Diplomats from Iran and the European Union said Friday that they were able to reach agreement on implementing the Iran nuclear accord. Pending review by capitals of six world powers, an announcement on a start date for the accord to go into force could come as soon as the weekend.

Negotiators “made very good progress on all the pertinent issues,” Michael Mann, a spokesman for the EU, said Friday. “This is now under validation at political level in capitals.”

The announcement came after two days of talks in Geneva between European Union deputy foreign policy chief Helga Schmid and Iranian Deputy Foreign Minister Abbas Araghchi.  Lead US negotiator, Under Secretary of State Wendy Sherman, accompanied by her non-proliferation advisor James Timbie and Treasury Department’s Adam Szubin, also held bilateral meetings in Geneva Thursday with Araghchi’s team as well as met with Schmid, the State Department said.

“A final decision is to be made in capitals and a result to be announced within the next two days, ” Araghchi told Iranian media Friday.

The progress in Geneva came as Iran sanctions legislation opposed by the White House had by Friday attracted a total of 59 Senate co-sponsors, not yet the 67 needed to override a presidential veto.

But notably, the bill has gotten mostly GOP support, attracting only two Democrats and 25 Republicans as co-sponsors since it was first introduced last month by Sen. Robert Menendez (D-New Jersey) and Sen. Mark Kirk (R-Illinois). Continue reading

Sherman heads to Geneva for Iran nuclear talks

US Undersecretary of State Wendy Sherman will travel to Geneva later this week for talks on implementing the interim Iran nuclear accord, the State Department will announce Wednesday, Al-Monitor has learned.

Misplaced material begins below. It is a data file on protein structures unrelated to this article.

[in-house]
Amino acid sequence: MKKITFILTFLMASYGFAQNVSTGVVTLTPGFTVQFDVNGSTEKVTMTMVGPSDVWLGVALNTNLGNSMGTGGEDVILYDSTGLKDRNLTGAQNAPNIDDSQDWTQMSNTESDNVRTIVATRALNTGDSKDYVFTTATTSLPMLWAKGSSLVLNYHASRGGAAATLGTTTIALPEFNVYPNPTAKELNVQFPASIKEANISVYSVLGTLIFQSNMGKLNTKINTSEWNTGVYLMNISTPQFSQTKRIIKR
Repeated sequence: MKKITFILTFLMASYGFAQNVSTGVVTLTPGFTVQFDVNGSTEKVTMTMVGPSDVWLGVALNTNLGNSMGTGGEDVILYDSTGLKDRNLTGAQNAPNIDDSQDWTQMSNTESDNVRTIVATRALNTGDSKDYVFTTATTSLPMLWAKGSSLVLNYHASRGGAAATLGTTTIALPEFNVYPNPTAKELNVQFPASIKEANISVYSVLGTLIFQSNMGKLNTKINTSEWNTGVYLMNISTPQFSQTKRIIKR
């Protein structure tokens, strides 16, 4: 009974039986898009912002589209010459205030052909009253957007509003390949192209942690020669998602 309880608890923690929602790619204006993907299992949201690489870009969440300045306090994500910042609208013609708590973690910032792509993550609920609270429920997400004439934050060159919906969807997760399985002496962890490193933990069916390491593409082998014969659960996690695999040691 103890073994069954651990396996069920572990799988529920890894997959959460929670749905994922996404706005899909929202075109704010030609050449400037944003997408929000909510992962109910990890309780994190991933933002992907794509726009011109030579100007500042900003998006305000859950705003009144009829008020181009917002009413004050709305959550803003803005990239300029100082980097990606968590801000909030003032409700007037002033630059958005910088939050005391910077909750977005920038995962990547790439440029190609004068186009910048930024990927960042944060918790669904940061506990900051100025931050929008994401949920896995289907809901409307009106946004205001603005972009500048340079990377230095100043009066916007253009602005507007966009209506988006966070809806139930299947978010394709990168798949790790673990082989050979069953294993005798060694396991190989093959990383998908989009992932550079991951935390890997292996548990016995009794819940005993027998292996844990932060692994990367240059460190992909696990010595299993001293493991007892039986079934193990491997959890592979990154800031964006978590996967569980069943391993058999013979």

Negotiators from Iran and six world powers hope to try to finalize agreement on implementing the Joint Plan of Action signed in Geneva November 24th.

Iran Deputy Foreign Minister Abbas Araghchi and European Union deputy foreign policy chief Helga Schmid are due to meet bilaterally in Geneva, starting with a dinner Thursday night and continuing on Friday, an EU spokesperson told Al-Monitor. That suggests that Sherman’s meetings with Iran may be held bilaterally as well.

Political directors from the other members of the P5+1 were not expected to be in Geneva, sources said.

Western and Iranian officials have said there are one or two remaining issues to be finalized. Both sides have said they hope to begin implementation of the Joint Plan of Action by the end of the month.

Update: “In Geneva on January 9, Under Secretary Sherman will hold meetings with European External Action Service Deputy Secretary General for Political Affairs Helga Schmid and with Iranian Deputy Foreign Minister Abbas Araghchi to discuss the implementation of the Joint Plan of Action agreed to by the P5+1 and Iran,” the State Department announced Wednesday.

Iran reports progress at talks with P5+1


Iranian negotiators said they had made good progress in talks with experts from six world powers in Geneva Monday, but said a few further issues remain to be worked out at a follow up meeting next week.